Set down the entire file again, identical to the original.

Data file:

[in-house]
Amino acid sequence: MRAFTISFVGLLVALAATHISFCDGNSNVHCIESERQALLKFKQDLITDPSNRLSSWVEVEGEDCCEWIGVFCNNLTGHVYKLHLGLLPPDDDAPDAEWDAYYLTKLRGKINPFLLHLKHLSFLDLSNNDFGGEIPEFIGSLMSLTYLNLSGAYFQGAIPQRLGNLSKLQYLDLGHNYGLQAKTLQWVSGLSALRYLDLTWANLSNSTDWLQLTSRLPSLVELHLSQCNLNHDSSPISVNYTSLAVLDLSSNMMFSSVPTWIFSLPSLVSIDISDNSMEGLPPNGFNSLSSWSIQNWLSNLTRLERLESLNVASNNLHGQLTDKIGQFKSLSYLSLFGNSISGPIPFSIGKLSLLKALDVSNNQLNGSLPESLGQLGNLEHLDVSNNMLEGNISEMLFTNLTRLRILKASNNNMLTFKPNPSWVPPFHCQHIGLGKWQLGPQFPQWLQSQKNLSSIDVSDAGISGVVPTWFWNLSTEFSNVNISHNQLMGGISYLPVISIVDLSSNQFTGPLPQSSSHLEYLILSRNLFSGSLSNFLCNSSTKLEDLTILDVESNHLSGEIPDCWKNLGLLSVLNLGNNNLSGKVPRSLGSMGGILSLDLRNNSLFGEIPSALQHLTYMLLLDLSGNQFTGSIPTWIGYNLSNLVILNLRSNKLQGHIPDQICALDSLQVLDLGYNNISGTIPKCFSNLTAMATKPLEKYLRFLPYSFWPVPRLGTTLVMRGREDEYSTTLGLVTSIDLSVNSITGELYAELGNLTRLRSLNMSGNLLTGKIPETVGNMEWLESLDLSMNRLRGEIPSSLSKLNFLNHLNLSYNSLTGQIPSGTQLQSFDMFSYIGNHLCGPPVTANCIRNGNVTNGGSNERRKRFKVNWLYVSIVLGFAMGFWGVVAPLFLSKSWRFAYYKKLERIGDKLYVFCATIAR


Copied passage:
[in-house]
Amino acid sequence: MRAFTISFVGLLVALAATHISFCDGNSNVHCIESERQALLKFKQDLITDPSNRLSSWVEVEGEDCCEWIGVFCNNLTGHVYKLHLGLLPPDDDAPDAEWDAYYLTKLRGKINPFLLHLKHLSFLDLSNNDFGGEIPEFIGSLMSLTYLNLSGAYFQGAIPQRLGNLSKLQYLDLGHNYGLQAKTLQWVSGLSALRYLDLTWANLSNSTDWLQLTSRLPSLVELHLSQCNLNHDSSPISVNYTSLAVLDLSSNMMFSSVPTWIFSLPSLVSIDISDNSMEGLPPNGFNSLSSWSIQNWLSNLTRLERLESLNVASNNLHGQLTDKIGQFKSLSYLSLFGNSISGPIPFSIGKLSLLKALDVSNNQLNGSLPESLGQLGNLEHLDVSNNMLEGNISEMLFTNLTRLRILKASNNNMLTFKPNPSWVPPFHCQHIGLGKWQLGPQFPQWLQSQKNLSSIDVSDAGISGVVPTWFWNLSTEFSNVNISHNQLMGGISYLPVISIVDLSSNQFTGPLPQSSSHLEYLILSRNLFSGSLSNFLCNSSTKLEDLTILDVESNHLSGEIPDCWKNLGLLSVLNLGNNNLSGKVPRSLGSMGGILSLDLRNNSLFGEIPSALQHLTYMLLLDLSGNQFTGSIPTWIGYNLSNLVILNLRSNKLQGHIPDQICALDSLQVLDLGYNNISGTIPKCFSNLTAMATKPLEKYLRFLPYSFWPVPRLGTTLVMRGREDEYSTTLGLVTSIDLSVNSITGELYAELGNLTRLRSLNMSGNLLTGKIPETVGNMEWLESLDLSMNRLRGEIPSSLSKLNFLNHLNLSYNSLTGQIPSGTQLQSFDMFSYIGNHLCGPPVTANCIRNGNVTNGGSNERRKRFKVNWLYVSIVLGFAMGFWGVVAPLFLSKSWRFAYYKKLERIGDKLYVFCATIAR